How will stalled population growth impact the property market?

With Australia’s international borders closed for the better part of two years, the Federal Government has revised its population outlook, noting there is likely to be a 1.5 million person shortfall by 2030/31 compared to previous predictions.

In the Population Statement released on Monday, the Centre for Population Growth revealed Covid-19 had seen growth fall to its lowest level in 100 years and the impacts were expected to continue.

That slowed growth is largely due to overseas migration, which has been the main source of Australia’s population growth since WWII.

Now, for the first time since the 1940s, Australia is predicted to experience a net outflow of overseas migrants.

As a result, population growth is forecast to remain low at 0.3 per cent in 2021/22 and be 1.5 million people fewer than what was predicted prior to the pandemic by 2031/32.

Property Council of Australia Chief Executive, Ken Morrison said the shortfall would likely have an impact on property construction moving forward.

“There is no doubt the property sector is set and ready for a strong rebound, but without migration-led population growth, the sector – which employs more people than any other – just won’t have the skilled workers required to deliver the projects that are ready to roll out,” Mr Morrison said.

“While noting the uncertainty around Omicron, it’s pleasing to see that Australia’s high vaccination rates and re-opening of borders has meant net overseas migration is expected to recover earlier than first predicted, but we need to catch up as fast as we can.”

Eview Group Director, Manos Findikakis agreed this slowed growth may result in some bumps along the way, but said even without migration from overseas, Australia’s property market continued to show signs of strength.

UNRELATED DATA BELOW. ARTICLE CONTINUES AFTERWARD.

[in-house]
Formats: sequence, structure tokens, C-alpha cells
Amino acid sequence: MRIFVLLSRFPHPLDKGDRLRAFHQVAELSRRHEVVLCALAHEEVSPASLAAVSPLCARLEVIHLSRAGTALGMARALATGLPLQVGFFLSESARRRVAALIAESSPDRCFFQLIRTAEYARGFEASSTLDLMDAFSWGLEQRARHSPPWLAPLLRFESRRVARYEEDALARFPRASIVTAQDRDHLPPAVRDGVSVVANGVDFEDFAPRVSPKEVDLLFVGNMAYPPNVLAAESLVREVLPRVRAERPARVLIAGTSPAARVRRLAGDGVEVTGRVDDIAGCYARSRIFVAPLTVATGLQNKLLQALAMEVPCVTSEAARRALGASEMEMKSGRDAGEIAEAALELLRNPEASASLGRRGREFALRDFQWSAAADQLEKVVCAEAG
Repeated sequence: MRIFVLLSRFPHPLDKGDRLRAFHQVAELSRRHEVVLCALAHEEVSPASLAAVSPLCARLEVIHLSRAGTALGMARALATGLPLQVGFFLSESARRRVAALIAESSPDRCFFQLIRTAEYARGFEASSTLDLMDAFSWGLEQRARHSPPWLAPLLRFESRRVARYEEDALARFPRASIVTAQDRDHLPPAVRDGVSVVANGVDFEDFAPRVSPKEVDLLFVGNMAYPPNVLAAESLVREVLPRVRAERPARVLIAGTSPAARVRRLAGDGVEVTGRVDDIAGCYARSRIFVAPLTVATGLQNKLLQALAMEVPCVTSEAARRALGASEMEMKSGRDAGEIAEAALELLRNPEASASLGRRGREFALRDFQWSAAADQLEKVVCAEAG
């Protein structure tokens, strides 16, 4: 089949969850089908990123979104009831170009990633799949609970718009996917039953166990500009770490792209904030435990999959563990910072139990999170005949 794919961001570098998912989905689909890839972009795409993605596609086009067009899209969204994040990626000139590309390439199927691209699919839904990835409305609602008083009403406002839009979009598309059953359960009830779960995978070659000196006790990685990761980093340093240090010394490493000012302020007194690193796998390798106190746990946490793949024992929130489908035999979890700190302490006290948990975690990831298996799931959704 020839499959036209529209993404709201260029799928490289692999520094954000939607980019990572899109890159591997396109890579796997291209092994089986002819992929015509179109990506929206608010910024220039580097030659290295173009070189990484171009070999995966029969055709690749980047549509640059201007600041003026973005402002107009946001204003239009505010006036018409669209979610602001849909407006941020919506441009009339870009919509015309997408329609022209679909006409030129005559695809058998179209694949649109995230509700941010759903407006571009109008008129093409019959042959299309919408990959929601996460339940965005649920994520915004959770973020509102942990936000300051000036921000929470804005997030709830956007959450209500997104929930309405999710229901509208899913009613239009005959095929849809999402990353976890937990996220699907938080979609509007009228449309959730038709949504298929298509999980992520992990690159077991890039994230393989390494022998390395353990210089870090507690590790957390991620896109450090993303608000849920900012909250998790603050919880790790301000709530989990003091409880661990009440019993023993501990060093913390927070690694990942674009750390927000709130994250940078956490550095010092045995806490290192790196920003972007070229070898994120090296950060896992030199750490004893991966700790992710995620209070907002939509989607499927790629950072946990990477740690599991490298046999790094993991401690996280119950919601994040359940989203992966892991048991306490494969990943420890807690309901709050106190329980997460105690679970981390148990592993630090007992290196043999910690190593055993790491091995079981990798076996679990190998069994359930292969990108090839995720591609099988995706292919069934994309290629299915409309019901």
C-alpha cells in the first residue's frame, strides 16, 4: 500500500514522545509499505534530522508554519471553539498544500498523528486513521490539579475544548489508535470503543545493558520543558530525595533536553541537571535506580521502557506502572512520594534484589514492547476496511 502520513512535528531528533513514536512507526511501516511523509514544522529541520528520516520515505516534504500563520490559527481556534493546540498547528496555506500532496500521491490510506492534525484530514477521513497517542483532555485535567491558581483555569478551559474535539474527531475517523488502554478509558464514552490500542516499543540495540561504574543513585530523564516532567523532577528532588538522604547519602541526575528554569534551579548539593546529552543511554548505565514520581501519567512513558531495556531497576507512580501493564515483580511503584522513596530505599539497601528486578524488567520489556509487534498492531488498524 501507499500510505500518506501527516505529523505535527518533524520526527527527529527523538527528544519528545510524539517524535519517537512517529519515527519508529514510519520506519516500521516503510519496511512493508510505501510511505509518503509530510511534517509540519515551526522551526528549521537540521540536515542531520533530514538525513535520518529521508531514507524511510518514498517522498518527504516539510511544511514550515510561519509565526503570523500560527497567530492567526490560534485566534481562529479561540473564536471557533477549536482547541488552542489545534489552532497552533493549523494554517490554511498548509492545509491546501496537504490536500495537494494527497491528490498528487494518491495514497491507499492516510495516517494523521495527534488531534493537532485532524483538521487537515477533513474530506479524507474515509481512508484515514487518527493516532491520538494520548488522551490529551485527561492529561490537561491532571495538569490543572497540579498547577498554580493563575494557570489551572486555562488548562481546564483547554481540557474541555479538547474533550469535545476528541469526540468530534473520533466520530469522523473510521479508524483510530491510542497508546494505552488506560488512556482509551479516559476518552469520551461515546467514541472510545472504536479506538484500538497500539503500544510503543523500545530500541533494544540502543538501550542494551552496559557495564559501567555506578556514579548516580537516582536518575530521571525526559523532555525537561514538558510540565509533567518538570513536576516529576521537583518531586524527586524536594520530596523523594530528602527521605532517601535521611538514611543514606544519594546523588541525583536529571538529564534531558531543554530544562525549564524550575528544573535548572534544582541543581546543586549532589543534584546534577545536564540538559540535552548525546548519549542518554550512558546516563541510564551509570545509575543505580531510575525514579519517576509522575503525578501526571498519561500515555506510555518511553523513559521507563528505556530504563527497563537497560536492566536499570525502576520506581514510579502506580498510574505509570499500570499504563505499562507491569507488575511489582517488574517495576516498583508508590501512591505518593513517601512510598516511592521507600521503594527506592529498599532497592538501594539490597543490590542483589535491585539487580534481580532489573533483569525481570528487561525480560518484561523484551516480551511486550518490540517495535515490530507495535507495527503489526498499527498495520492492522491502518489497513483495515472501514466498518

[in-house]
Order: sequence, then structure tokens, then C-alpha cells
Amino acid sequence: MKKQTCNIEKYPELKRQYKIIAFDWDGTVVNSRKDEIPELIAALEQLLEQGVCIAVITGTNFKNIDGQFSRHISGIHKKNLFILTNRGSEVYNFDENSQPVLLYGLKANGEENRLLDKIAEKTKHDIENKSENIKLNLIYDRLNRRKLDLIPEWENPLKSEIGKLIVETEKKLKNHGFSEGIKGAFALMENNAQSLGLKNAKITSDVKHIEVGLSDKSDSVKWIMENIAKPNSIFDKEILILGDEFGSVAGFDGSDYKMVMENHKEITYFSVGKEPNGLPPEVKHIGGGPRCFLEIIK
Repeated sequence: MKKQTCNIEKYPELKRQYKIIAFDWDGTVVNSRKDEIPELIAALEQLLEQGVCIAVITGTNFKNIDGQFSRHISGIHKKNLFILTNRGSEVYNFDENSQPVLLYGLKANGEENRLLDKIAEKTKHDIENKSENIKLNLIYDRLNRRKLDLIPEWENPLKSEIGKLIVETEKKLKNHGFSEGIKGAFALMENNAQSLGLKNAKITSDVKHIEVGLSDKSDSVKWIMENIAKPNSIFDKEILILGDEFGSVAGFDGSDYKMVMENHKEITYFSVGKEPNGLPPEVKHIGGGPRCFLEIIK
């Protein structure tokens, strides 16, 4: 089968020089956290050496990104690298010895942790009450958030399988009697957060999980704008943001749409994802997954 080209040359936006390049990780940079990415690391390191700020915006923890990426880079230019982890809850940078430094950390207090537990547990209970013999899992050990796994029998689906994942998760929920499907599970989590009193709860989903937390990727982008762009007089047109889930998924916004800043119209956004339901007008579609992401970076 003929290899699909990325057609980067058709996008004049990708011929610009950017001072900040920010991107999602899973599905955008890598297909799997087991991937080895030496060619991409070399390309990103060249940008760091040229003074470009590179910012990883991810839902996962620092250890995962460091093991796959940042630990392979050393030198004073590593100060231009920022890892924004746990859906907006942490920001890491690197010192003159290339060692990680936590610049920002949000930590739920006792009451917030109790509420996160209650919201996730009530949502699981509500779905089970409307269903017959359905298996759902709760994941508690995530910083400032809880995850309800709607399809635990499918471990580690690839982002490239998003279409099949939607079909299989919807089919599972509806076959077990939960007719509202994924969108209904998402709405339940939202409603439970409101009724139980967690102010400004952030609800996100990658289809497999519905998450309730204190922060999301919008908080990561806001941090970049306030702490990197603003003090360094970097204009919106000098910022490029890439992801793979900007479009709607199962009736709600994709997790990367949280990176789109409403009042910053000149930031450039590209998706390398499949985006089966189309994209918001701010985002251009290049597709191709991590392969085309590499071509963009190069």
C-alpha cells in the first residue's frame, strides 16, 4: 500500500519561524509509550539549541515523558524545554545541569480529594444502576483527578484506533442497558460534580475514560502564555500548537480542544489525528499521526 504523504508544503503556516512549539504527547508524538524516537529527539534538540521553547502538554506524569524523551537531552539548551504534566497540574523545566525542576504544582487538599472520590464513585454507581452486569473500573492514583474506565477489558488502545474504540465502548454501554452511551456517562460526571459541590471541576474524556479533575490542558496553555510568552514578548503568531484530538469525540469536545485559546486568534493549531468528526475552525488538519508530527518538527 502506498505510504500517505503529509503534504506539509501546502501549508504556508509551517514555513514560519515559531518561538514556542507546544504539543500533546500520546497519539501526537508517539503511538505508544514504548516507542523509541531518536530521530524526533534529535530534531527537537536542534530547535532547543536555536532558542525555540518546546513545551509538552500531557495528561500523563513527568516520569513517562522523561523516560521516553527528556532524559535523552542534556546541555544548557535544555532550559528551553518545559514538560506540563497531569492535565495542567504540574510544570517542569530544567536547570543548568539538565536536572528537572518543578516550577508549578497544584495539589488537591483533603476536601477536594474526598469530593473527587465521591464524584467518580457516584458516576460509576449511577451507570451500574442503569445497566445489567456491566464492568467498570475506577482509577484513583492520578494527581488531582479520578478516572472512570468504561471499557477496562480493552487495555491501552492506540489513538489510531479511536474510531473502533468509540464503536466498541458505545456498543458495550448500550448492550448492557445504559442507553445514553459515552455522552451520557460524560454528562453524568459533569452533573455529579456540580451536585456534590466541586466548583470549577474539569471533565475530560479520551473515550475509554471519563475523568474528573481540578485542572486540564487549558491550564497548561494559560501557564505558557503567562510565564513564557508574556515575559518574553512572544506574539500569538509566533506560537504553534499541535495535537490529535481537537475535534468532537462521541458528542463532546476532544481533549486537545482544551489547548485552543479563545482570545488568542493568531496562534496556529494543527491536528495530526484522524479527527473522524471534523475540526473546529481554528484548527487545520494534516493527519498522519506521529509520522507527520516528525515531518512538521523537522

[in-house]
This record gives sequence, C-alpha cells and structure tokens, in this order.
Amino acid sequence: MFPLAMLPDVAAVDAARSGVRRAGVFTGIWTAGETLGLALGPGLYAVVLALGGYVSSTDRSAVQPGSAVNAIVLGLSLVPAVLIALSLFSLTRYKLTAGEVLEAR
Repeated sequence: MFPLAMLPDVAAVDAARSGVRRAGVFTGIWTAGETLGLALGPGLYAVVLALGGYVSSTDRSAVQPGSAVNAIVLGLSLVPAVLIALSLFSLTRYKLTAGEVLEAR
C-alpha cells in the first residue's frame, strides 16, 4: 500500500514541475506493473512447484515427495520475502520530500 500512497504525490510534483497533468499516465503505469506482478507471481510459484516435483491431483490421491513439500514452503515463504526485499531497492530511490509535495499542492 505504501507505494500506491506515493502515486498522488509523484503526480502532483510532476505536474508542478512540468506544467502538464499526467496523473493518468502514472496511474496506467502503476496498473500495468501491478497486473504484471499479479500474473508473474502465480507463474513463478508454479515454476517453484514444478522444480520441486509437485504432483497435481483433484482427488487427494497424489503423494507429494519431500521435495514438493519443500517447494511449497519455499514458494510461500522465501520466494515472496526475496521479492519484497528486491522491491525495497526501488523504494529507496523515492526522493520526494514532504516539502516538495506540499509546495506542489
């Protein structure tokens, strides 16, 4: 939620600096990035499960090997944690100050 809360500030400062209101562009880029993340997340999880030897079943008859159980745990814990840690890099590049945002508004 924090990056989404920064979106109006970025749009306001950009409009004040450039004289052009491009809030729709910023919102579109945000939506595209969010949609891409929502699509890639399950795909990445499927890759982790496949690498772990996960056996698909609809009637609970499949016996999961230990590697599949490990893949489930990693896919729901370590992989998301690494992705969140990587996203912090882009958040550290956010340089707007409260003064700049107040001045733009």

“I don’t think anyone would have thought that we would be exactly at a 180-degree point to where we all thought we would be with the onset of Covid-19 almost two years ago,” he said

“At the time, there was talk and predictions of an economic cliff with the market taking a possible 30 per cent fall. Fast forward to today, instead of a cliff we have experienced extraordinary gains in property values of 20 per cent and more. That’s without any immigration.”

Mr Findikakis said it was only be a matter of time before international border restrictions lifted, even with the current threat of the Omicron COVID strain.

“Noting immigration and what the current challenges pose, I am optimistic and confident that the property market will remain strong.

“Possibly not as heated, but because of COVID and the impact it has had in our lives, Australians have had a renewed and reaffirmed love affair with property, and because of that, we will see more homeowners move more frequently, from city, to coast to country.

“Despite the economic forecasts, this forced lifestyle change of COVID restrictions that we have all experienced has changed the way we think about work, our commutes, our lifestyle locations, and our homes.

“Everyday homeowners have had incredible equity growth in their homes; many will seek to release that equity and that will continue to spur the property market.

“There may be some more bumps along the way, but I still forecast that we will look back on this decade as our centuries roaring ’20s!” 

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Cassandra Charlesworth

Cassandra Charlesworth is a features writer for Elite Agent Magazine with over 15 years’ journalism experience in metropolitan and regional newsrooms. She has a specialist interest in real estate, tech disruption and a good old-fashioned “yarn”.